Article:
However, just as Jesus Himself recognised that story telling had power to draw people to God; it shouldn’t surprise us that others will also recognises their worth to deceive people away from God. The Da Vinci Code is clearly one such book.
Don’t get me wrong, as a novel, the Da Vinci Code was a fairly reasonable read and I can see how people enjoyed the story, but while the book has the full attention of its readers through its plots and twists, it is here that it slips in a number of serious misconceptions and errors about Christianity, Jesus Christ and the Church. In the context of a story, the author manages to hold his readers and teaches some very negative and false so called “facts” about the Christian religion.
There have been a number of attacks against Christianity in the form of a story book format as of late. One notable recent one has been Philip Pulman’s fictional works His Dark Materials and most notably The Amber Spyglass in particular. This book is filled with much anti Christian content, seeks to turn people against Christianity and the Church and leaves the reader with the impression that God is some sort of a powerless has been, a liar and an impostor. It should also be added that Philip Pulman’s books are especially damaging in that they are especially aimed at impressionable young people.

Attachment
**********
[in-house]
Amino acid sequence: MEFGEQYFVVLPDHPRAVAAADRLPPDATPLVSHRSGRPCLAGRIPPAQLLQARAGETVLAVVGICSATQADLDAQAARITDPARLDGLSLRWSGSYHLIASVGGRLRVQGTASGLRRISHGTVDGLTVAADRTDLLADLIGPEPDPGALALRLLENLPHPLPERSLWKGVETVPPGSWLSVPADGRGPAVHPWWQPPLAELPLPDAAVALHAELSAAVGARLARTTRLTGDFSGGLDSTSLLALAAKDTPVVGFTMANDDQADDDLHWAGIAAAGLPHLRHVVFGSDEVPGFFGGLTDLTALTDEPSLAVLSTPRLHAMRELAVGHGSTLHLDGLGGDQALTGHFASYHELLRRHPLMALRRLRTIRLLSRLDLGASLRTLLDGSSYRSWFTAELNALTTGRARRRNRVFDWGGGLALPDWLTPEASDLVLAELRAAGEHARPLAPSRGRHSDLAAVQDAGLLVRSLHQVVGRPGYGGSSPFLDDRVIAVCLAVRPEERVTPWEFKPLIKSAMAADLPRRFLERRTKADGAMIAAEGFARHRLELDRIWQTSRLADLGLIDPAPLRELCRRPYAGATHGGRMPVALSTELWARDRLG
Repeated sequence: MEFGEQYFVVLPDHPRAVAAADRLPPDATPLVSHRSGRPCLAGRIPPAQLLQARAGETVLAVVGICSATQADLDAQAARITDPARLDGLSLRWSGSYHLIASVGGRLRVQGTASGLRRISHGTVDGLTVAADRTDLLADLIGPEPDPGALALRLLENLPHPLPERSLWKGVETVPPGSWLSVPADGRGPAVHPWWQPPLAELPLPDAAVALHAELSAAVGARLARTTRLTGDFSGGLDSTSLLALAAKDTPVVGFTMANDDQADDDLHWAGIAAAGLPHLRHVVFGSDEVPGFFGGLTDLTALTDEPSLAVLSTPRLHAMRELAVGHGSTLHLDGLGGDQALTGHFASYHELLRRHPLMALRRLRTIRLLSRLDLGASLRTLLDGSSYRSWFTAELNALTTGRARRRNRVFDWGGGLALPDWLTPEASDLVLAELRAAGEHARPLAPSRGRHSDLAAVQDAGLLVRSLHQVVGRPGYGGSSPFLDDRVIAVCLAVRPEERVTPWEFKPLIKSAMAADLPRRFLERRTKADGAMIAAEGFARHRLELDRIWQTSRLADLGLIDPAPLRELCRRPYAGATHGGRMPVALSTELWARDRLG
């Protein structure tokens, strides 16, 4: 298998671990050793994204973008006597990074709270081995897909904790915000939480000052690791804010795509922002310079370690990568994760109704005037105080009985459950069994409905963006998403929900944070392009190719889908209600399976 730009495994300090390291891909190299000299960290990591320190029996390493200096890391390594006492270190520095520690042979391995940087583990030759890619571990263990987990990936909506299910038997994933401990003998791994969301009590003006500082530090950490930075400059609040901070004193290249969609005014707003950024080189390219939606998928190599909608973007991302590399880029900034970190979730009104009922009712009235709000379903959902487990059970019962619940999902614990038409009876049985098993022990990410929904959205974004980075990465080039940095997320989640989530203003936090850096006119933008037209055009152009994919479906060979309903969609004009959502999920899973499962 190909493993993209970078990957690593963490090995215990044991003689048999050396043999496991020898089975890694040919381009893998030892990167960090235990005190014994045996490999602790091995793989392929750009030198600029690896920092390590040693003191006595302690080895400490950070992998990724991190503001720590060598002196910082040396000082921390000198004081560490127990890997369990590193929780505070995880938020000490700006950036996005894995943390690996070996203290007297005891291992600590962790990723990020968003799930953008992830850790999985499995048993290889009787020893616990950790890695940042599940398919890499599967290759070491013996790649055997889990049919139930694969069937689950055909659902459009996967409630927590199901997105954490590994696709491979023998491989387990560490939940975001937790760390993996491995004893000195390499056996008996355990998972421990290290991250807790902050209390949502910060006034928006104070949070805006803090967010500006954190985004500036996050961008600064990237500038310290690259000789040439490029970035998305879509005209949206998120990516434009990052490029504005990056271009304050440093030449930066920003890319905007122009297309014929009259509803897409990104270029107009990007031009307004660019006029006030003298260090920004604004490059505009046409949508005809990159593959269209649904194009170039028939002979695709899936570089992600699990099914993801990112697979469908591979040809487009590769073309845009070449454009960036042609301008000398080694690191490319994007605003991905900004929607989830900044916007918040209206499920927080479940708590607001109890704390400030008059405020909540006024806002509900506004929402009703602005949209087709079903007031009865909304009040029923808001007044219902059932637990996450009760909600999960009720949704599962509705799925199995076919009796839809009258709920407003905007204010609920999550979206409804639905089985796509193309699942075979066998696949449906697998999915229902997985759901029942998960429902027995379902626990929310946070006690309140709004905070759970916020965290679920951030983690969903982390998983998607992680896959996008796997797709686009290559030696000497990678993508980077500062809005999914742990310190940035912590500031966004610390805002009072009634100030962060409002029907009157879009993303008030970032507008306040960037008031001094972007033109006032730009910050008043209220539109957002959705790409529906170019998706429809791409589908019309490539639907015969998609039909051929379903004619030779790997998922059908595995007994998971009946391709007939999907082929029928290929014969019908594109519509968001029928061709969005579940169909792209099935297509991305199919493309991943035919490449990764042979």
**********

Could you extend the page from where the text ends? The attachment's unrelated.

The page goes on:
Hollywood has also been used to deceive people into having their hearts hardened against God and any confidence that they may have in the Bible or the Church greatly damaged. In the middle of 2006 there is a film coming out called the Beast.
“When her father, a biblical scholar, mysteriously disappears, a Christian high school student named Danialle investigates. She discovers that she has stumbled across a cover-up of Christianity’s best kept secret: That Jesus never existed.”
The film, directed by someone who calls himself “an ex-Christian fundamentalist,” and claims that although the film is fictional, it is based on fact, the fact that Jesus never existed and that the Gospels are historically unreliable. The Beast comes out on the 6/06/06!